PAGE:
Since the market's opening day of 2016, the DOW closed up or down more than three figures 13 out of 17 days. Volatility is extreme, and if history is an indicator, the typical investor is in full 'Buy High, Sell Low' mode. If you are finding yourself behaving this way, you are more than likely going to get killed long-term with terrible compounded growth rates. Step back and analyze your behavior throughout this market decline. Does this sound like you? If it does, this may be time to seriously pause for thought and consider your actions and the historical implications for your livelihood.

And before you say, "Hey, TSM! The market clearly can be timed if you're smart enough. The CGM Focus fund outperformed all three major market indices since inception, you said it yourself!" ...

... That may be true, but "What have you done for me lately?" comes to mind. How has the fund performed in the last 10 years?

The results are decidedly... less impressive.

There are two time-tested ways that I know of to make money in the stock market:

  1. Regular, calculated contributions creating many entry points over very long periods of time in a diversified collection of high quality assets while reinvesting the dividends.
  2. Buying baskets of deeply valued high quality assets and holding them for very long periods of time while reinvesting the dividends.

These techniques are best known as "Dollar Cost Averaging" and "Value Investing," respectively.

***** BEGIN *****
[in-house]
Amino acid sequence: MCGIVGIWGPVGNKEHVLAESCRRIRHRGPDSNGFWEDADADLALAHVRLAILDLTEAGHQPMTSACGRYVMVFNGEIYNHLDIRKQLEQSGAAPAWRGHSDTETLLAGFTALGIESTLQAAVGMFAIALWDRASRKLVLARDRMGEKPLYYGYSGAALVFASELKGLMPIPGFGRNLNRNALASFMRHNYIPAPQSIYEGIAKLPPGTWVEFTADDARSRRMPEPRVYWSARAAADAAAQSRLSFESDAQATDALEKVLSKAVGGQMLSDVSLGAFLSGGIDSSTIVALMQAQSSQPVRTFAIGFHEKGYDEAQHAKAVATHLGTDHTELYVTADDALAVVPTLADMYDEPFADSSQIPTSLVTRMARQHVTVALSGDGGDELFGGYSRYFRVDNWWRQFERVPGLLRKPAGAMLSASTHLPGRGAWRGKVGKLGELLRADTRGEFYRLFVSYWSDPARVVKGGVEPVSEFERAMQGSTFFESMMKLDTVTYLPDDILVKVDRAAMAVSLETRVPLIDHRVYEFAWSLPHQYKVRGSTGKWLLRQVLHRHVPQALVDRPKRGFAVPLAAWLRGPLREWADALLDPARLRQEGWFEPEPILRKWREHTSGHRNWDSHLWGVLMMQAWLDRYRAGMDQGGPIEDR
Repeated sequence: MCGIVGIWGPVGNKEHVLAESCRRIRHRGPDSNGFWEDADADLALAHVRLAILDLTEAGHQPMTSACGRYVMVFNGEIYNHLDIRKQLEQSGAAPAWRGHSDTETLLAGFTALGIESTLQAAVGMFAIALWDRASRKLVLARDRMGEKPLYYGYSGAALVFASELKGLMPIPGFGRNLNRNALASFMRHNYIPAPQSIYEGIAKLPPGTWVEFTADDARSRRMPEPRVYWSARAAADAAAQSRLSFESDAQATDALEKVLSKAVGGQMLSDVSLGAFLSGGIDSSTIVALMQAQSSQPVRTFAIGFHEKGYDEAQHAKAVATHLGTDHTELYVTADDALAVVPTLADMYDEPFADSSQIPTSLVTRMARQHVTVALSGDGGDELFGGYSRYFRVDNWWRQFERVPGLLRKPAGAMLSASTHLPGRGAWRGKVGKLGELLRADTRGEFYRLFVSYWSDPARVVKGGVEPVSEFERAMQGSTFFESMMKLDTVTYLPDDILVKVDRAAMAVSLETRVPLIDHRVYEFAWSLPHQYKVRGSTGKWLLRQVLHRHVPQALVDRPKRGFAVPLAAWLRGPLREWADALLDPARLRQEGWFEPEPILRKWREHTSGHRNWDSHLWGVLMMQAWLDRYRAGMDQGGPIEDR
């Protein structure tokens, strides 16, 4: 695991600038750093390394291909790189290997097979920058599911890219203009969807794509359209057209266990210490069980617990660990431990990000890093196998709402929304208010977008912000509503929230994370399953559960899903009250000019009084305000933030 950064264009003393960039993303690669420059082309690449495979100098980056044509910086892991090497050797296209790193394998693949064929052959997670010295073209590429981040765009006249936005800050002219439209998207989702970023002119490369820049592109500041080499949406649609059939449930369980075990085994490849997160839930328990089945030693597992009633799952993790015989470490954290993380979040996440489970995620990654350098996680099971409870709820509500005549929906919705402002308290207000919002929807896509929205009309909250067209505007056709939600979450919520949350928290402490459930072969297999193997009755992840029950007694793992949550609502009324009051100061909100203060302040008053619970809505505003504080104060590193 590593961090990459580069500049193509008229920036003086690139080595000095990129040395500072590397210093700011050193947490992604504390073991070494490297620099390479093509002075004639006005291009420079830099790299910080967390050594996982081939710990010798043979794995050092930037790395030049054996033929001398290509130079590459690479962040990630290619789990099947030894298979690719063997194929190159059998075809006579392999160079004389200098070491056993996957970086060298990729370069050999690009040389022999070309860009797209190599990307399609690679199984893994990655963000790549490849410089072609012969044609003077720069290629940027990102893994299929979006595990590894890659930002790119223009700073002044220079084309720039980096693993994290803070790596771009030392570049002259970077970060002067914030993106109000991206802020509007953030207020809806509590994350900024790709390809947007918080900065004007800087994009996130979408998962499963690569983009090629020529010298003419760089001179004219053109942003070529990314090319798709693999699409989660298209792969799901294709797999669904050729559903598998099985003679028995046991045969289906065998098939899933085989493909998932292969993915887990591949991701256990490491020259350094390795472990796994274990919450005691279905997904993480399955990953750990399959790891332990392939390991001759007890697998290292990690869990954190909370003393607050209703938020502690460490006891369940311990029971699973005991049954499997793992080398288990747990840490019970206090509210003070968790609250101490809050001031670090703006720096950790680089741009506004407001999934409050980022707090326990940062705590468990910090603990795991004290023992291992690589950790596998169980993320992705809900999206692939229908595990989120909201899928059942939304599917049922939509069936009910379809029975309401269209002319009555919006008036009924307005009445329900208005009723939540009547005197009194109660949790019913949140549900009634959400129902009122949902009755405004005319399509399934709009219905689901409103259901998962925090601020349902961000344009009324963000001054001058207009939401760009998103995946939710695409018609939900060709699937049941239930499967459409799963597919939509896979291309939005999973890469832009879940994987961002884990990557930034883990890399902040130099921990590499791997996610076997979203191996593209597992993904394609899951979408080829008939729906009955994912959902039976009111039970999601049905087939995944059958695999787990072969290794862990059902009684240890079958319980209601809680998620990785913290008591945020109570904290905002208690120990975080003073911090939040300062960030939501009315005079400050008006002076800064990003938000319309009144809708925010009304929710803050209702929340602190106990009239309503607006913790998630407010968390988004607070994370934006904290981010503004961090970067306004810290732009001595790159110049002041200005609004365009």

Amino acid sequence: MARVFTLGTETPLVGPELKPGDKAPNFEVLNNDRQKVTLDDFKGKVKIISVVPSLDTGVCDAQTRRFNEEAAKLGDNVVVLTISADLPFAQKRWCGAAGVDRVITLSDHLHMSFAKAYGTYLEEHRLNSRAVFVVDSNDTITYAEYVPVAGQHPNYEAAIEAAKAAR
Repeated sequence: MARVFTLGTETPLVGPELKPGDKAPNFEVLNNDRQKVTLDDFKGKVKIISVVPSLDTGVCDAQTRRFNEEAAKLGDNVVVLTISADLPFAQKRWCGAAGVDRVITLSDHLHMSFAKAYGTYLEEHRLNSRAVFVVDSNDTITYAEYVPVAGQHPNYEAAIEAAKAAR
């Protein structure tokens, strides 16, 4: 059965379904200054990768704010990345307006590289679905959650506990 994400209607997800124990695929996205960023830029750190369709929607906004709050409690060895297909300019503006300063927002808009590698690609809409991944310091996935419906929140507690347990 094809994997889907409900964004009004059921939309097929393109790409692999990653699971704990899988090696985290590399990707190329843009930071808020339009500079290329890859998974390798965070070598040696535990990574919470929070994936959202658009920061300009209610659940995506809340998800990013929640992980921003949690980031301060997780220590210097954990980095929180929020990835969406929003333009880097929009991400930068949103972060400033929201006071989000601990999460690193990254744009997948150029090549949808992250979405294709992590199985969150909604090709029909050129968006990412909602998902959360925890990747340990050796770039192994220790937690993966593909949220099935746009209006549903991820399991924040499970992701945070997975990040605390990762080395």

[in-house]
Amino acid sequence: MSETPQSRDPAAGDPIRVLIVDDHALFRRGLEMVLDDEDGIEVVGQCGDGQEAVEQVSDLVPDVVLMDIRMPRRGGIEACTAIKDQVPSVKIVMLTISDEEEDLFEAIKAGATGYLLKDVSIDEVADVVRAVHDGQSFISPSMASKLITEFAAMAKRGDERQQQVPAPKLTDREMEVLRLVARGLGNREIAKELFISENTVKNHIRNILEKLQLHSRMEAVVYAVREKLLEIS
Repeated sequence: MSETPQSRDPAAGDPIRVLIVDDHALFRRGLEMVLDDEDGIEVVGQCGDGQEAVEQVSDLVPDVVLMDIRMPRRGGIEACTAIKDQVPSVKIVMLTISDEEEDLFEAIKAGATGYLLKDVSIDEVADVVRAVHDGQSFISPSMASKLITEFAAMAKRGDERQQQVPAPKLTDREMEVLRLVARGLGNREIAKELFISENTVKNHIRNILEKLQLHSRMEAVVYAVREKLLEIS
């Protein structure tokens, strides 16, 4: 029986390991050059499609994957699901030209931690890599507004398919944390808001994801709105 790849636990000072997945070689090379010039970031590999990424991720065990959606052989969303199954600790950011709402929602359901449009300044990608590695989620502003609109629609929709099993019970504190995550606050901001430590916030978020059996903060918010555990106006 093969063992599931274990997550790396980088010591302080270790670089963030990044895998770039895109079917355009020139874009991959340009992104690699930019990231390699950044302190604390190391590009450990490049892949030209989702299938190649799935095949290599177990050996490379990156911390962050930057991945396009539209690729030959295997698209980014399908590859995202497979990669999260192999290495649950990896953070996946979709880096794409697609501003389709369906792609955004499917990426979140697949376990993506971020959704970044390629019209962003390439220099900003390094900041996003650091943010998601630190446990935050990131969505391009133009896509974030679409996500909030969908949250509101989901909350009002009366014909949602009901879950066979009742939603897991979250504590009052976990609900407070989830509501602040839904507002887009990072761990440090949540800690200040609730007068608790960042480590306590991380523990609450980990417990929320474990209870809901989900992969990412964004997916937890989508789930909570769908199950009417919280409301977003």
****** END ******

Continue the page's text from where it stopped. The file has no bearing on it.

Anything else is gambling. If I am going to gamble, I'll go to the roulette tables where I can get 46.37% odds of an instant 100% return by betting on black. Those odds for success are much higher than my odds timing the market. Do you consider the roulette wheel an ideal investment vehicle? If you do not, you may want to examine your trading methods.

Disclosure: I am/we are long SPY, DIA, QQQ.

I wrote this article myself, and it expresses my own opinions. I am not receiving compensation for it (other than from Seeking Alpha). I have no business relationship with any company whose stock is mentioned in this article.

Additional disclosure: All information found herein, including any ideas, opinions, views, predictions, commentaries, forecasts, suggestions or stock picks, expressed or implied, are for informational, entertainment or educational purposes only and should not be construed as personal investment advice. I am not a licensed investment adviser.